Tuesday, May 26, 2015

Advancing to General Convention 2015

Bishop Hollerith and a deputation from Diocese of Southern Virginia will head to Salt Lake City, UT, June 25 - July 3 to take part in the 78th General Convention of the Episcopal Church. Over the next few weeks, we'll be giving you some background on General Convention, explain how it works, and introduce our deputation. While we are in Salt Lake City, you can follow the action on our General Convention blog and the diocesan Facebook page.  
How a resolution moves through General Convention  

When our representatives gather at General Convention they take council together through a legislative process. That process begins with resolutions that are proposed by Deputies, Bishops, Committees, Commissions, Provinces, and Diocese of the Episcopal Church. Resolutions, when adopted by the House of Deputies and the House of Bishops, become the Acts of the General Convention and govern the way we live our understanding of the Christian faith as a community of believers.

Resolutions have four sources:
"A" resolutions are submitted by Committees, Commissions, Agencies and Boards
"B" resolutions are submitted by Bishops
"C" Resolutions are submitted by Dioceses or Provinces
"D" Resolutions are submitted by Deputies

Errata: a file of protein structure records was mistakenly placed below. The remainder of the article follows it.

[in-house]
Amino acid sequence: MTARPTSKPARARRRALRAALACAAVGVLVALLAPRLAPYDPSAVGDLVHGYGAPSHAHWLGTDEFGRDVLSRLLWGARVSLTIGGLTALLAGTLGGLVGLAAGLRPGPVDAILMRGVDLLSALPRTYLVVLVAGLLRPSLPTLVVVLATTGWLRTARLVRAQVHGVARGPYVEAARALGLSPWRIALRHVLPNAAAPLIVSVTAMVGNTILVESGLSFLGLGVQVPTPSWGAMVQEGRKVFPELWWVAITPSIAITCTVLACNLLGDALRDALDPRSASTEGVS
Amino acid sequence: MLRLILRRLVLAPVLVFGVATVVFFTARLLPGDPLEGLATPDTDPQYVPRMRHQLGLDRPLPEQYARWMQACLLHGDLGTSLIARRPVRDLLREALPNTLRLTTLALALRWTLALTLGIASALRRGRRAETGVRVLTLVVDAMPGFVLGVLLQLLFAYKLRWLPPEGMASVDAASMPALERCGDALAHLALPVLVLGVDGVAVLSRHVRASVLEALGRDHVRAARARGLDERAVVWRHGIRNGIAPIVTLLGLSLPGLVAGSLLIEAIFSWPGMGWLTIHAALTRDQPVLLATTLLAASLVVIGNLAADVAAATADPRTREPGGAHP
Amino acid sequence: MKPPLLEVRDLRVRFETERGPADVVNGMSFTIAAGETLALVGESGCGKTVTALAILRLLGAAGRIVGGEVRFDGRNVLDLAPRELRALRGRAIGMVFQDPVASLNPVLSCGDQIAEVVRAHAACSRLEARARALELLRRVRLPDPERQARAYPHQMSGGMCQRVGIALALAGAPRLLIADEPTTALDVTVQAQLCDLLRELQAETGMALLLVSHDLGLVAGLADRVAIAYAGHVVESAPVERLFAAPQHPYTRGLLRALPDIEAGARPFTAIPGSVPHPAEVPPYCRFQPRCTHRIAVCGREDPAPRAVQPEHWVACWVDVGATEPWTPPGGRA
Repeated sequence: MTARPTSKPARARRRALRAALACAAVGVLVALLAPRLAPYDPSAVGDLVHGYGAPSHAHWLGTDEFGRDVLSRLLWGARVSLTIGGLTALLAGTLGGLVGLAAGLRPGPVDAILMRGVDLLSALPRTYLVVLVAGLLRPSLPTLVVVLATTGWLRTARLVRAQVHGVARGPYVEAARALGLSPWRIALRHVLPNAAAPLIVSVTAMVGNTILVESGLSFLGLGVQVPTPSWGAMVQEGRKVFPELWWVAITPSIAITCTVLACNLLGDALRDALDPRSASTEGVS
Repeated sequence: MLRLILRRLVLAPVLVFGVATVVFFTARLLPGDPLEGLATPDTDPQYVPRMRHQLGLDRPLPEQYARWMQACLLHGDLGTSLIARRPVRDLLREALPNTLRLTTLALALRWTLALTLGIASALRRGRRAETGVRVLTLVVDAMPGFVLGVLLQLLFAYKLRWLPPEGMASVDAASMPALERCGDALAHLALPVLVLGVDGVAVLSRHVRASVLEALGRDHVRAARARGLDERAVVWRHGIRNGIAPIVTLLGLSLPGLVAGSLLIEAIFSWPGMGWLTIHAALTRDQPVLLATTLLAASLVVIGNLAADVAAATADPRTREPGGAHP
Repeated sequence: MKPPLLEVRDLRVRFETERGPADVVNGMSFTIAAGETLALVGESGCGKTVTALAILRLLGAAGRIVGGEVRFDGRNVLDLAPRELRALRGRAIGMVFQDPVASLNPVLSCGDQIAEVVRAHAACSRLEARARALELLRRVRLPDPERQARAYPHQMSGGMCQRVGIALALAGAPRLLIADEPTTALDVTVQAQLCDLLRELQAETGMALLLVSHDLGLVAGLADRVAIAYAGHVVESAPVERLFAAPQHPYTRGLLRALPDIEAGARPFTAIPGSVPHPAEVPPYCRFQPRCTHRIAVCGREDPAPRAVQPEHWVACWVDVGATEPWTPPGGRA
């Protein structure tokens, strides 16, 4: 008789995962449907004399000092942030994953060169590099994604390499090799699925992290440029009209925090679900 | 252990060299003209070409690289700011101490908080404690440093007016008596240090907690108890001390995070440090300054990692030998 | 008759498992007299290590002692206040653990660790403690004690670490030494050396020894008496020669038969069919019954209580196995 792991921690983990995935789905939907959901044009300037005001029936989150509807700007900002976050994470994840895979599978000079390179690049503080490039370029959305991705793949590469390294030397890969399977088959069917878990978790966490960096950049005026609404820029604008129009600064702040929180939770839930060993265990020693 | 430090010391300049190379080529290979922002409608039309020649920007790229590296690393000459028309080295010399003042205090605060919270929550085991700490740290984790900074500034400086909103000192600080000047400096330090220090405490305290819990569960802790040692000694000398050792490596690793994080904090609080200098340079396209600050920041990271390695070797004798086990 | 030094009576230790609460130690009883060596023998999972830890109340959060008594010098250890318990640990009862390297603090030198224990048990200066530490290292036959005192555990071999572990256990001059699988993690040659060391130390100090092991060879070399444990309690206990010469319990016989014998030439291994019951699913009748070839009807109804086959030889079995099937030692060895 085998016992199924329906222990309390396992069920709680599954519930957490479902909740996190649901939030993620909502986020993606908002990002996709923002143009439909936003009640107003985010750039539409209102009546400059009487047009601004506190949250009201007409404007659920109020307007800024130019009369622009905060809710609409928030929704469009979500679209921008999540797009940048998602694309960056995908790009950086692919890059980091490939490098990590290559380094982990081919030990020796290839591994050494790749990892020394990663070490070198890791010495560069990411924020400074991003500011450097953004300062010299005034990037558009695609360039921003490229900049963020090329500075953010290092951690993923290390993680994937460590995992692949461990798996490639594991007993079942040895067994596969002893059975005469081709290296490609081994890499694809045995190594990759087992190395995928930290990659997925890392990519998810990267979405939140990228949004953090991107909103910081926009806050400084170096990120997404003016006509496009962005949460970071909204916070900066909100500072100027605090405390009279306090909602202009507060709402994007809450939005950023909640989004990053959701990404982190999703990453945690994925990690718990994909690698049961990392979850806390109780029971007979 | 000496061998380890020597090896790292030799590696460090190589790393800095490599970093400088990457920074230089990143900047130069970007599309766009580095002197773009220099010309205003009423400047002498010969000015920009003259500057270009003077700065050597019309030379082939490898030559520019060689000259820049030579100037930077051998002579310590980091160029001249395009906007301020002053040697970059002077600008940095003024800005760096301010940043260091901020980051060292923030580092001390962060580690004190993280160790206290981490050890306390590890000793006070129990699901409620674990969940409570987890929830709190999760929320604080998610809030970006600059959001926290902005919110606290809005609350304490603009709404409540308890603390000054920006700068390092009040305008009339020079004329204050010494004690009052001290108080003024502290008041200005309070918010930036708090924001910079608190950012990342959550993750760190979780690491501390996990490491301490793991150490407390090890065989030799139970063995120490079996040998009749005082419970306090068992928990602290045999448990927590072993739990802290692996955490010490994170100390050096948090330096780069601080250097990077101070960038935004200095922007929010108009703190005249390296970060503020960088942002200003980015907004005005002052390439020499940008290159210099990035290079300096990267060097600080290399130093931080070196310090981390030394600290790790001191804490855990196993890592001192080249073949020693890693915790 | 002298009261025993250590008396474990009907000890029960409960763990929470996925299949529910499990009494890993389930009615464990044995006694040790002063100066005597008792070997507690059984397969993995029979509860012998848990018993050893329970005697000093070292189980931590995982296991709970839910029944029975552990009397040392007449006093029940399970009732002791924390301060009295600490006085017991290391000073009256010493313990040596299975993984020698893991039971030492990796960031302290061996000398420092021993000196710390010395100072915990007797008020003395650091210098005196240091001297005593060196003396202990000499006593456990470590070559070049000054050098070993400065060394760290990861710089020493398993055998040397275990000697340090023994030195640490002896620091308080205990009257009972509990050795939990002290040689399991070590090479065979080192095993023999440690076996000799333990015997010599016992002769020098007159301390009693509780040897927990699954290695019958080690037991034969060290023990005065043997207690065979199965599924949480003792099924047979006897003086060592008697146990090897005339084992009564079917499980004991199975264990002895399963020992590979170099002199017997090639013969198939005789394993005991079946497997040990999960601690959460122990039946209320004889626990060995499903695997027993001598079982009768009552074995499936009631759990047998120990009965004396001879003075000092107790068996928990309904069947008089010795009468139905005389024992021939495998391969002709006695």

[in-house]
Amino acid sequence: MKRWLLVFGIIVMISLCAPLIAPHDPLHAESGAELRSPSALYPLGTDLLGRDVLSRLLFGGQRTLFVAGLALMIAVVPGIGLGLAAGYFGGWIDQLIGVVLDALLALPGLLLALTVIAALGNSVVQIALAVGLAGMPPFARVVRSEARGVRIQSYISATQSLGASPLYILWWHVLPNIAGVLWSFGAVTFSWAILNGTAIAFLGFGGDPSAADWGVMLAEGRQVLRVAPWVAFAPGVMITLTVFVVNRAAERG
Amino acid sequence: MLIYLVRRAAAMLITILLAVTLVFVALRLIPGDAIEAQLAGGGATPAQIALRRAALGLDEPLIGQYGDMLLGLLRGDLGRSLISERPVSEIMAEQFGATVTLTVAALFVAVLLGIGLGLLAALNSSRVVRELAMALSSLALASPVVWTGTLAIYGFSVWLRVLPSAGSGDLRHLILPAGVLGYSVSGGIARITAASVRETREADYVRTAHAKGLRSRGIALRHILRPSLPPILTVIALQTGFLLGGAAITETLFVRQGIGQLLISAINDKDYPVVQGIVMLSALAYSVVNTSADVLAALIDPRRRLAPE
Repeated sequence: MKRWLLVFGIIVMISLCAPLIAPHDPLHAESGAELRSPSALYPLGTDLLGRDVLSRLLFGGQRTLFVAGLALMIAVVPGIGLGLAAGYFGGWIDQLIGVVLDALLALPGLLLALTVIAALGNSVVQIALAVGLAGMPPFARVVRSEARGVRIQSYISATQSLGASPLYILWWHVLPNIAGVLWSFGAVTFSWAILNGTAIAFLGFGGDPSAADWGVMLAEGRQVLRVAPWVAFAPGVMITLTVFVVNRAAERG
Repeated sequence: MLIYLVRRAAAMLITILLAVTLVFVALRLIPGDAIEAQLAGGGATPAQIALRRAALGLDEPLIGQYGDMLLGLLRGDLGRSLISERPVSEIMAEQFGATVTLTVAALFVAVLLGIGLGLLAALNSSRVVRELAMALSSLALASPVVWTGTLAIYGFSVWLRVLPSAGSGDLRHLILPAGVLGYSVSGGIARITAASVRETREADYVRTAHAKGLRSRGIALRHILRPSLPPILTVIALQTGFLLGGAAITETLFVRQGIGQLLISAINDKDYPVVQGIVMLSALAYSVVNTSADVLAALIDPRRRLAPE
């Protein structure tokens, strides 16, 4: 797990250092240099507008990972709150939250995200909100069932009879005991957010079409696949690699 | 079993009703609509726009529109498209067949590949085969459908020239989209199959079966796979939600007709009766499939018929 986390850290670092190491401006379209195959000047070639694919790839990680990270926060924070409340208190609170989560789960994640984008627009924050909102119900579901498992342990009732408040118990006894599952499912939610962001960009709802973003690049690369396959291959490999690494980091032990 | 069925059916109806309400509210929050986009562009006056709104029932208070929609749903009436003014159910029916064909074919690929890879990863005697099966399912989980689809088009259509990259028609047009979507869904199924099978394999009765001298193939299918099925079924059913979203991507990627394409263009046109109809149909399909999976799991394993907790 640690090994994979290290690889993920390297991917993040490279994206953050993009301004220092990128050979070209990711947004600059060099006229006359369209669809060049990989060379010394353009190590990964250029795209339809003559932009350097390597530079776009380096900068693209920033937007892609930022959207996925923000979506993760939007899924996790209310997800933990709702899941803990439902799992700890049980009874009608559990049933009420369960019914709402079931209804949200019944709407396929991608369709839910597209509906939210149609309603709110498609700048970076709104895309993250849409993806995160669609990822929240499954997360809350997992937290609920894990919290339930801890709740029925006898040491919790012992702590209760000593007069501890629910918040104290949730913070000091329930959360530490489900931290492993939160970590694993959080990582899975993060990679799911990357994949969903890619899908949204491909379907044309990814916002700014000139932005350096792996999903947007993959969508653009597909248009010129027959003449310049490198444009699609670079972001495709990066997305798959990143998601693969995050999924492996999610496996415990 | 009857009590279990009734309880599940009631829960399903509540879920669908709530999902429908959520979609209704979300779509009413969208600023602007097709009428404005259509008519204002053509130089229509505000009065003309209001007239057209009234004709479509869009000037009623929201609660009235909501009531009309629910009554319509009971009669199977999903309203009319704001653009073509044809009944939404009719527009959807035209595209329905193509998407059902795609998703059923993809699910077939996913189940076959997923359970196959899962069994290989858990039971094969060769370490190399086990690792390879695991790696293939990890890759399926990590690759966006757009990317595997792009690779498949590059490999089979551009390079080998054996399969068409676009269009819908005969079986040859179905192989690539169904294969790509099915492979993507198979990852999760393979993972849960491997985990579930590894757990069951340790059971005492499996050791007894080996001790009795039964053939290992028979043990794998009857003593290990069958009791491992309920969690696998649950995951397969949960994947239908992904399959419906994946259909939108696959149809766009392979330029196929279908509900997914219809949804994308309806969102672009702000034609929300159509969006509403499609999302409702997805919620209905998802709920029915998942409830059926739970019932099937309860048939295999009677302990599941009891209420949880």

The Presiding Bishop and the President of the House of Deputies assign each resolution to one of the parallel or joint legislative committees in the House of Bishops and in the House of Deputies. They also designate the resolutions to start in one House or the other. Parallel committees meet jointly to review resolutions and hold hearings, but vote separately on their recommendations. Resolutions with funding implications also go to the Program, Budget & Finance Committee for review.

The committees decide if the resolutions are accepted as is, or are amended or combined with another resolution. The committees then decide to whether to endorse the resolution.

Resolutions then go to the House of Bishops and House of Deputies where they are debated, sometimes amended, and then voted on. Once a resolution is adopted by one House, it then goes to the other for debate, amendment and adoption. Both Houses must concur on a resolution for it to be adopted by General Convention.